With Easter days away, it’s impossible to not see chocolate everywhere I turn. I’m not complaining, I love chocolate and think it should be its own food group but, recently, I’ve started to look for something different in my chocolates beyond your standard name-brand hollow egg. I’ve even been thinking that I might make my own.
Craft Chocolate UK has a great blog post that told me everything I needed to know about making my own chocolates. It also told me things I didn’t know or didn’t expect – like I might want to think about roasting my own beans. I’m not sure what I thought I would be doing when I made my own chocolates, but it definitely wasn’t that. I didn’t even know I could buy cocoa beans, but you can and there are plenty of options out there, from specialist sites and stores to large-scale sellers like Amazon because making craft chocolate is a growing trend, following in the footsteps of craft beers and coffees.
With a wide range of buying options, I decided to do my research first. I’m pleased to report, I’ve managed to find a number of suppliers that should hit the mark. I’ve also found out plenty of things I never knew about the cocoa bean. Geek that I am, I found them fascinating, and – for all my fellow chocolate-loving geeks out there – I thought I’d share some of those “I never knew that” facts…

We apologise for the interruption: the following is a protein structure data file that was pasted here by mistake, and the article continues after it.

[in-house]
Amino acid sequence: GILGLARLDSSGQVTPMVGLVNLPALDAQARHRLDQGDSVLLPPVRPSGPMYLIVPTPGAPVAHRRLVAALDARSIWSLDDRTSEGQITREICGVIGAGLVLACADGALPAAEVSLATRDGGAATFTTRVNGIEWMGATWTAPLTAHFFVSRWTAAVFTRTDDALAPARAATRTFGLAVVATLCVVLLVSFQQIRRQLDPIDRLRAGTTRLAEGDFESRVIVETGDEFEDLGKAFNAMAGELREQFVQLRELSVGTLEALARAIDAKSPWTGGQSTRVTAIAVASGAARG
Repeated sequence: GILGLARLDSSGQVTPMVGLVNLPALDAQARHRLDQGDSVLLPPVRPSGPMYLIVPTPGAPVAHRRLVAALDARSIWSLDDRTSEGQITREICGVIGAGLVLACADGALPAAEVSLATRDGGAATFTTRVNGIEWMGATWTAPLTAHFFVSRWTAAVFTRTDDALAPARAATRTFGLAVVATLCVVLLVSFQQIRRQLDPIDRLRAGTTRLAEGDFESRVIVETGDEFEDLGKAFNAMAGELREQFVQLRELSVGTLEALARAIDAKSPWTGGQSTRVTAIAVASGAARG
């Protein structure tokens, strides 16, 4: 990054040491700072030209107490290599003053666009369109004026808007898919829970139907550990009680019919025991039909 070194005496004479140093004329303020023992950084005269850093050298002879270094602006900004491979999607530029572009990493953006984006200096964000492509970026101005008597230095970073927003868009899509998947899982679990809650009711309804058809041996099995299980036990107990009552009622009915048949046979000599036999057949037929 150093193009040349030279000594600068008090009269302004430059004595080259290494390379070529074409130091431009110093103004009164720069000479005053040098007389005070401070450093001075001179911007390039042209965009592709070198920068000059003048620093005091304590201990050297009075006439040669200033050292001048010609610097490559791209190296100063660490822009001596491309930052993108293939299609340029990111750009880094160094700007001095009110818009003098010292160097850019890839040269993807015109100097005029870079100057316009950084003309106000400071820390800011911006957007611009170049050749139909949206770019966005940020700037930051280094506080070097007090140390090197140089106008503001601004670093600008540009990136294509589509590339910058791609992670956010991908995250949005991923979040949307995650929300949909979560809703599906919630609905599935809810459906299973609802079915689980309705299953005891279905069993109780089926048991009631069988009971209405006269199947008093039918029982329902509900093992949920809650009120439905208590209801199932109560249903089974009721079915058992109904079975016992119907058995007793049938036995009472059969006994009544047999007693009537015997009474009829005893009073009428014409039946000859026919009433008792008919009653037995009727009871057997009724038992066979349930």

First up, is just how long it takes to grow cocoa beans. Trees take three to four years to flower, and only a small number of these flowers produce fruit that becomes the cocoa bean, meaning they’re much rarer than you might think given how much is on the shelves. In fact, one tree only produces enough beans to make 450g of chocolate a year (think 10 bars of dairy milk).
Given how rare cocoa beans are, it’s no surprise they were first used as money by the Mayans, who then seemed to discover how good they tasted because they began using them to make a not-so-sweet hot chocolate, crushing beans in hot water.
I also didn’t realise they were used for more than making chocolate, but cocoa beans also make cocoa butter and are used in animal feed and garden mulch. Thankfully, it’s just the hulls as I’d hate to think of all that lovely chocolate making potential going to waste.
When they are being used to make lovely chocolate, the beans have to be roasted; before that, they don’t taste or smell like chocolate. They do, however, have around 300 different non-chocolatey flavours.
I am not sure what these 300 flavours taste like, but I can’t imagine any taste better than chocolate. I also don’t know which wonderful Mayan man or woman first decided to roast them but, whoever it was, I would like to say thank you. You have made me, and many other people, very happy. Now I just need to turn these lovely beans into lovely chocolate!